Mississippi lottery revenues could fall after year three if Arkansas lotto is a guide
If Mississippi's lottery follows that of Arkansas in its first few years in operation, the lottery could earn at least $80 million in its first year according to comparisons with the Natural State, according to analysis of data by Mississippi Matters.
After that, if Arkansas is a guide, revenues will likely fall off after the first three years.
In the Arkansas Lottery's first full year in operation in 2010, it earned $384.5 million in sales and earned $82.9 million for state taxpayers after all expenses had been paid.
By the third year of the Arkansas lottery, sales hit $473 million, but have not hit that peak since. Sales dropped to a low of $409 million in 2015 before rebounding with $456 million in 2016 and $449 million in 2017.
The amount of money the lottery earned for state taxpayers also went down after the initial three years, falling from a peak of $96.8 million in 2012 to a low of $72.8 million.
The Arkansas lottery became law via a constitutional amendment that was passed on November 4, 2008 and ticket sales began on September 28, 2009.
The revenue from the lottery in Arkansas is used for scholarships and grants to citizens of the State of Arkansas enrolled in public and private nonprofit two-year and four-year colleges and universities.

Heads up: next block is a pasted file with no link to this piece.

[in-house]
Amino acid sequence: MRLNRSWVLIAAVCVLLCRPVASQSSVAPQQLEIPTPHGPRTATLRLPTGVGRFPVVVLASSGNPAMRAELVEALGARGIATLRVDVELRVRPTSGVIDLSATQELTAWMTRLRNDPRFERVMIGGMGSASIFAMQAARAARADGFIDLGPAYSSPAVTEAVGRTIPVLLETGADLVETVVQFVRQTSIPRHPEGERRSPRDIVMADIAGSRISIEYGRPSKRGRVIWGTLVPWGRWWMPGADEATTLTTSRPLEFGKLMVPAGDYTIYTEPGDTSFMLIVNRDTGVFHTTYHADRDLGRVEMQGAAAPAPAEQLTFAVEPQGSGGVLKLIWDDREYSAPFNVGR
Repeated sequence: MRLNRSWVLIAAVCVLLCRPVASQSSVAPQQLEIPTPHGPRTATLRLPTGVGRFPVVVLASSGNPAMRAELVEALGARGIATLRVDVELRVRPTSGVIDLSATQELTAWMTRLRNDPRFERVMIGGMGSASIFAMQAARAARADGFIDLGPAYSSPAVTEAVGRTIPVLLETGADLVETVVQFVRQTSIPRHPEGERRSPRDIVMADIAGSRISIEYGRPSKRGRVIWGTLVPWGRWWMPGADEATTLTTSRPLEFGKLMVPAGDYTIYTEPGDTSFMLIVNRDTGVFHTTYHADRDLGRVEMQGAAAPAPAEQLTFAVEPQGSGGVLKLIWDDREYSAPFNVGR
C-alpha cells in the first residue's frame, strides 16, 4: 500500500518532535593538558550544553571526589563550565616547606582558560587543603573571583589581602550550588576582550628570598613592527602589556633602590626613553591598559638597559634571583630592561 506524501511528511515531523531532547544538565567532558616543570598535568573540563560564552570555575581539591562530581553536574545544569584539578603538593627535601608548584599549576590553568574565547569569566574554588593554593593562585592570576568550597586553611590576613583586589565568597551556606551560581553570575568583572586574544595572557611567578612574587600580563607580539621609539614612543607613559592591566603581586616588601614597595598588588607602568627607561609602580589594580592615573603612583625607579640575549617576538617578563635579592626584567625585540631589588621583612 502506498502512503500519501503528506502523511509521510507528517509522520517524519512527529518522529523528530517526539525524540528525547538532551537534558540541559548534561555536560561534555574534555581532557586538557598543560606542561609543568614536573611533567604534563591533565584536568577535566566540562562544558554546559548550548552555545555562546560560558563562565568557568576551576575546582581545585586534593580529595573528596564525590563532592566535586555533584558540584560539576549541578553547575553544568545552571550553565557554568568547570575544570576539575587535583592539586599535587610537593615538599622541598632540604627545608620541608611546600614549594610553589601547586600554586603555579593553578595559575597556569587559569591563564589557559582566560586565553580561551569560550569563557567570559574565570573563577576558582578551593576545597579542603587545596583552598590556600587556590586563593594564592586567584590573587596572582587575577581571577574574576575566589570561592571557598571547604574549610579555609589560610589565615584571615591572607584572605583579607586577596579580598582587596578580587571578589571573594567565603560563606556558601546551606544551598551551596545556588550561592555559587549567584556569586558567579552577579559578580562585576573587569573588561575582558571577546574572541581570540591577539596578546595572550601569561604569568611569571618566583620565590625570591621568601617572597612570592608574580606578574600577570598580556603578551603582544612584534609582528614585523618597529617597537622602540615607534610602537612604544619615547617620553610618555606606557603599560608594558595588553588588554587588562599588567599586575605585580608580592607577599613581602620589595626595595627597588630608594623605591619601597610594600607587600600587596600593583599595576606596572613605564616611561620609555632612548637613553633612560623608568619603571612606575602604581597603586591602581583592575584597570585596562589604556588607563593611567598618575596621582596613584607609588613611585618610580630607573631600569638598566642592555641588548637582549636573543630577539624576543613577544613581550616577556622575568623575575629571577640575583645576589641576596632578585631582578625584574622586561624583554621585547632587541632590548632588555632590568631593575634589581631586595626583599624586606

The bill that authorized Mississippi's lottery passed in special session this week after being held over on a motion to reconsider and awaits only Gov. Phil Bryant's signature before becoming law. Once the bill becomes law, Alabama, Alaska, Hawaii, Nevada and Utah will be the remaining states without lotteries.
Mississippi's lottery will send up to $80 million a year for the first decade of operation to the Mississippi Department of Transportation and anything over that will go to the Education Enhancement Fund earmarked solely for pre-Kindergarten education.
There will also be no limits on the salary of the lottery board's members or president, but the meetings of the board will be subject to the state's open meetings act.